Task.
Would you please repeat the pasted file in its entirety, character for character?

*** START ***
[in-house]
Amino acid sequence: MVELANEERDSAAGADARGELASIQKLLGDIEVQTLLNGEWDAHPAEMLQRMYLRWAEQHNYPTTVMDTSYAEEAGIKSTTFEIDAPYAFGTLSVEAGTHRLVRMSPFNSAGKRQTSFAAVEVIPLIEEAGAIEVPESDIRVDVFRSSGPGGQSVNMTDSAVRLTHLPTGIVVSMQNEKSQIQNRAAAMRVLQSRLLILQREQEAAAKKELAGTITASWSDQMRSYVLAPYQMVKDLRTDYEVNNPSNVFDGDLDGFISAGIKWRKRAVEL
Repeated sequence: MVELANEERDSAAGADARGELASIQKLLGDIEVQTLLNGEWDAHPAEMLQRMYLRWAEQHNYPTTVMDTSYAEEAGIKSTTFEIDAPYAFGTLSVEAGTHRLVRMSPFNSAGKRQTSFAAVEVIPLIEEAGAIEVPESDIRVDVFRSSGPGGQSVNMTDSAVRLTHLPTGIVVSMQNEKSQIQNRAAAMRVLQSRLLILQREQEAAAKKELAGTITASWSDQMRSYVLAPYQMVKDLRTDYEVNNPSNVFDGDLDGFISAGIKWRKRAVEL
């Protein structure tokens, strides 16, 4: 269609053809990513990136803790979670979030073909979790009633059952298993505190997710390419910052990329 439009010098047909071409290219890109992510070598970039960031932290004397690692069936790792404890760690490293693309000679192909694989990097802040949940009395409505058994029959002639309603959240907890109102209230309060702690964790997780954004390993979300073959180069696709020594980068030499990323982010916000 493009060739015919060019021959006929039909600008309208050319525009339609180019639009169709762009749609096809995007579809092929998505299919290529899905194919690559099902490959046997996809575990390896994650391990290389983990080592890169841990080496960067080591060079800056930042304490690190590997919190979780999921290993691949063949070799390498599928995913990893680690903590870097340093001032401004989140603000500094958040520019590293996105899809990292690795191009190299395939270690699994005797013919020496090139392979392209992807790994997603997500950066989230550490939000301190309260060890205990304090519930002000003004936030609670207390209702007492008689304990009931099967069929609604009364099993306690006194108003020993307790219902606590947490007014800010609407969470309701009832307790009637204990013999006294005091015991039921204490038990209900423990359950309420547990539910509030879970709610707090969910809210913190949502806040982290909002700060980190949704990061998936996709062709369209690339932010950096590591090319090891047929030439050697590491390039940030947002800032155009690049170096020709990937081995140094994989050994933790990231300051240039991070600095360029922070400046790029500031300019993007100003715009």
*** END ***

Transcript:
[in-house]
Amino acid sequence: MVELANEERDSAAGADARGELASIQKLLGDIEVQTLLNGEWDAHPAEMLQRMYLRWAEQHNYPTTVMDTSYAEEAGIKSTTFEIDAPYAFGTLSVEAGTHRLVRMSPFNSAGKRQTSFAAVEVIPLIEEAGAIEVPESDIRVDVFRSSGPGGQSVNMTDSAVRLTHLPTGIVVSMQNEKSQIQNRAAAMRVLQSRLLILQREQEAAAKKELAGTITASWSDQMRSYVLAPYQMVKDLRTDYEVNNPSNVFDGDLDGFISAGIKWRKRAVEL
Repeated sequence: MVELANEERDSAAGADARGELASIQKLLGDIEVQTLLNGEWDAHPAEMLQRMYLRWAEQHNYPTTVMDTSYAEEAGIKSTTFEIDAPYAFGTLSVEAGTHRLVRMSPFNSAGKRQTSFAAVEVIPLIEEAGAIEVPESDIRVDVFRSSGPGGQSVNMTDSAVRLTHLPTGIVVSMQNEKSQIQNRAAAMRVLQSRLLILQREQEAAAKKELAGTITASWSDQMRSYVLAPYQMVKDLRTDYEVNNPSNVFDGDLDGFISAGIKWRKRAVEL
């Protein structure tokens, strides 16, 4: 269609053809990513990136803790979670979030073909979790009633059952298993505190997710390419910052990329 439009010098047909071409290219890109992510070598970039960031932290004397690692069936790792404890760690490293693309000679192909694989990097802040949940009395409505058994029959002639309603959240907890109102209230309060702690964790997780954004390993979300073959180069696709020594980068030499990323982010916000 493009060739015919060019021959006929039909600008309208050319525009339609180019639009169709762009749609096809995007579809092929998505299919290529899905194919690559099902490959046997996809575990390896994650391990290389983990080592890169841990080496960067080591060079800056930042304490690190590997919190979780999921290993691949063949070799390498599928995913990893680690903590870097340093001032401004989140603000500094958040520019590293996105899809990292690795191009190299395939270690699994005797013919020496090139392979392209992807790994997603997500950066989230550490939000301190309260060890205990304090519930002000003004936030609670207390209702007492008689304990009931099967069929609604009364099993306690006194108003020993307790219902606590947490007014800010609407969470309701009832307790009637204990013999006294005091015991039921204490038990209900423990359950309420547990539910509030879970709610707090969910809210913190949502806040982290909002700060980190949704990061998936996709062709369209690339932010950096590591090319090891047929030439050697590491390039940030947002800032155009690049170096020709990937081995140094994989050994933790990231300051240039991070600095360029922070400046790029500031300019993007100003715009």